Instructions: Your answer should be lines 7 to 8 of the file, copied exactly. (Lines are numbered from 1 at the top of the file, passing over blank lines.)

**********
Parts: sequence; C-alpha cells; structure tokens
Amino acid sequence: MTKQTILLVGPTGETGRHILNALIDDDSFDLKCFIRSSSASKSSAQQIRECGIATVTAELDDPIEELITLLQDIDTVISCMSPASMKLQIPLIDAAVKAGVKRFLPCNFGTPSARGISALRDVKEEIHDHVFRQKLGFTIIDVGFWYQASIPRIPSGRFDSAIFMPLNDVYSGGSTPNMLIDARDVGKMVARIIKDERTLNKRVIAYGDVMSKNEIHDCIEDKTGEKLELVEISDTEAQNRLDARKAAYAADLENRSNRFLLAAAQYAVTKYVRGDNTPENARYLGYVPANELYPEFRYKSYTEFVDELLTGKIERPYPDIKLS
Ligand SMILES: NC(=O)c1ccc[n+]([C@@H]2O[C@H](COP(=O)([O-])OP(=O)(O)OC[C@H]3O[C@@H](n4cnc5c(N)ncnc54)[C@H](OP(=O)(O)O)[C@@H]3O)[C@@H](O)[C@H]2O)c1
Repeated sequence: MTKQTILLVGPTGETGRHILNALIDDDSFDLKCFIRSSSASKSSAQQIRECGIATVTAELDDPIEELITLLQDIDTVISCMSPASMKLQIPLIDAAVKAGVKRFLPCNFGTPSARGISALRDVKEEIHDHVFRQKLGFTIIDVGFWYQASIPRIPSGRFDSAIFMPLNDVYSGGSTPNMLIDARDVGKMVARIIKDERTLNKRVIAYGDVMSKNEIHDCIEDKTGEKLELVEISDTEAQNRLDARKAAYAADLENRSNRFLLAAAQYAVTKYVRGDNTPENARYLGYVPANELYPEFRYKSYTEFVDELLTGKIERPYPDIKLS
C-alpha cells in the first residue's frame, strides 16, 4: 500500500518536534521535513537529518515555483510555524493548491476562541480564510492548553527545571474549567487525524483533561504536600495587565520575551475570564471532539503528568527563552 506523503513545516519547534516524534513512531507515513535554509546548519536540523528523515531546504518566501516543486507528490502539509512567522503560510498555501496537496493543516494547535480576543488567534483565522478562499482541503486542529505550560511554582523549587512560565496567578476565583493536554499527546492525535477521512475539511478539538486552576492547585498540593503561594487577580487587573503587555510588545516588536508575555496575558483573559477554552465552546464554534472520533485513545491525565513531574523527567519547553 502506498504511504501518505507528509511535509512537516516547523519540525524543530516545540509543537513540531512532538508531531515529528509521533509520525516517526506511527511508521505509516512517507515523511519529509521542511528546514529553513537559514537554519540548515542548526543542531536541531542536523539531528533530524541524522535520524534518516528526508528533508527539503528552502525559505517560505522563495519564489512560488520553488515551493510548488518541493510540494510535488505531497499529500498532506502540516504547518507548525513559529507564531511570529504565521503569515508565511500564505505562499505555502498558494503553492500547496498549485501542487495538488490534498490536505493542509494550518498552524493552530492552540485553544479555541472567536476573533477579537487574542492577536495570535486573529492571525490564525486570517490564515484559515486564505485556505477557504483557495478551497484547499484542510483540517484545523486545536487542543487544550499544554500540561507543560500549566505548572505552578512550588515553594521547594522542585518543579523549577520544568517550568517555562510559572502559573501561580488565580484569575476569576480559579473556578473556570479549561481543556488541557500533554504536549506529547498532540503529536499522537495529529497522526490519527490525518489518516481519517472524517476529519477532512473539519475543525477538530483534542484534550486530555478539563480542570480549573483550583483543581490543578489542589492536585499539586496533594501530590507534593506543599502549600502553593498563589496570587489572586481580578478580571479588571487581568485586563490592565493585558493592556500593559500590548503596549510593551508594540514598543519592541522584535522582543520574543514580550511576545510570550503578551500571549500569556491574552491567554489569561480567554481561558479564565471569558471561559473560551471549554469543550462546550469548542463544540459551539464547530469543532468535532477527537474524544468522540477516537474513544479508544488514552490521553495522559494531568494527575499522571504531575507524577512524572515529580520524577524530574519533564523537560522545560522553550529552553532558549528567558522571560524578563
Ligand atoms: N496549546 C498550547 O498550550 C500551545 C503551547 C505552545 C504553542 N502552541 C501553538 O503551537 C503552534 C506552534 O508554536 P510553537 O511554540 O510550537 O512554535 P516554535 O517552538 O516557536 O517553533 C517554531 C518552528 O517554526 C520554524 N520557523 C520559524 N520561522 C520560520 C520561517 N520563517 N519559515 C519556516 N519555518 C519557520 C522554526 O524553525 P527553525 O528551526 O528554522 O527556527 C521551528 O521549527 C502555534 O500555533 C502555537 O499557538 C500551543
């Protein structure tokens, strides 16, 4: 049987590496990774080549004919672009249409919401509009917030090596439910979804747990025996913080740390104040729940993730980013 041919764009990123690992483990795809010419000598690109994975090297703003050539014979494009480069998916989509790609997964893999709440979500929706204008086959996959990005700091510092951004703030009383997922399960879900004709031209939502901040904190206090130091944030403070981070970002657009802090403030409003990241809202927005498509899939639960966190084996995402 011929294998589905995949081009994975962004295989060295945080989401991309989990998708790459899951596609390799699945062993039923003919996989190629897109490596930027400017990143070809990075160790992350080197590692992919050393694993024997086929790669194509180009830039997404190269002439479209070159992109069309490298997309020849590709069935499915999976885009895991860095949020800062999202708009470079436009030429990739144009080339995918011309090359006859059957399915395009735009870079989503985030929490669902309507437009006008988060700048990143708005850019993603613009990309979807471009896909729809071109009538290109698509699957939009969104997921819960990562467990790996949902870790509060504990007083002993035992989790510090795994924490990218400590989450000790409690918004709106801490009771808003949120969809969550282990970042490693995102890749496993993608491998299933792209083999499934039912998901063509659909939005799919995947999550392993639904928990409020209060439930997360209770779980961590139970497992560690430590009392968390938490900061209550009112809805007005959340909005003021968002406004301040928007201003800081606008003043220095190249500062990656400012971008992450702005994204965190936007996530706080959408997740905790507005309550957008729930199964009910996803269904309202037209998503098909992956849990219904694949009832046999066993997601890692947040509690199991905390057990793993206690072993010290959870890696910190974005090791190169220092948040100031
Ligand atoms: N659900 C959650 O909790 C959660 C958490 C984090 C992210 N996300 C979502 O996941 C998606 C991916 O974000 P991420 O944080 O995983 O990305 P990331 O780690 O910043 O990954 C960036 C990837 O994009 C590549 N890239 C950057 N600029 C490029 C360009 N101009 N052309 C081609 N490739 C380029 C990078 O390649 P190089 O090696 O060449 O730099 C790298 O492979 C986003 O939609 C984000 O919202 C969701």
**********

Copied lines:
């Protein structure tokens, strides 16, 4: 049987590496990774080549004919672009249409919401509009917030090596439910979804747990025996913080740390104040729940993730980013 041919764009990123690992483990795809010419000598690109994975090297703003050539014979494009480069998916989509790609997964893999709440979500929706204008086959996959990005700091510092951004703030009383997922399960879900004709031209939502901040904190206090130091944030403070981070970002657009802090403030409003990241809202927005498509899939639960966190084996995402 011929294998589905995949081009994975962004295989060295945080989401991309989990998708790459899951596609390799699945062993039923003919996989190629897109490596930027400017990143070809990075160790992350080197590692992919050393694993024997086929790669194509180009830039997404190269002439479209070159992109069309490298997309020849590709069935499915999976885009895991860095949020800062999202708009470079436009030429990739144009080339995918011309090359006859059957399915395009735009870079989503985030929490669902309507437009006008988060700048990143708005850019993603613009990309979807471009896909729809071109009538290109698509699957939009969104997921819960990562467990790996949902870790509060504990007083002993035992989790510090795994924490990218400590989450000790409690918004709106801490009771808003949120969809969550282990970042490693995102890749496993993608491998299933792209083999499934039912998901063509659909939005799919995947999550392993639904928990409020209060439930997360209770779980961590139970497992560690430590009392968390938490900061209550009112809805007005959340909005003021968002406004301040928007201003800081606008003043220095190249500062990656400012971008992450702005994204965190936007996530706080959408997740905790507005309550957008729930199964009910996803269904309202037209998503098909992956849990219904694949009832046999066993997601890692947040509690199991905390057990793993206690072993010290959870890696910190974005090791190169220092948040100031
Ligand atoms: N659900 C959650 O909790 C959660 C958490 C984090 C992210 N996300 C979502 O996941 C998606 C991916 O974000 P991420 O944080 O995983 O990305 P990331 O780690 O910043 O990954 C960036 C990837 O994009 C590549 N890239 C950057 N600029 C490029 C360009 N101009 N052309 C081609 N490739 C380029 C990078 O390649 P190089 O090696 O060449 O730099 C790298 O492979 C986003 O939609 C984000 O919202 C969701």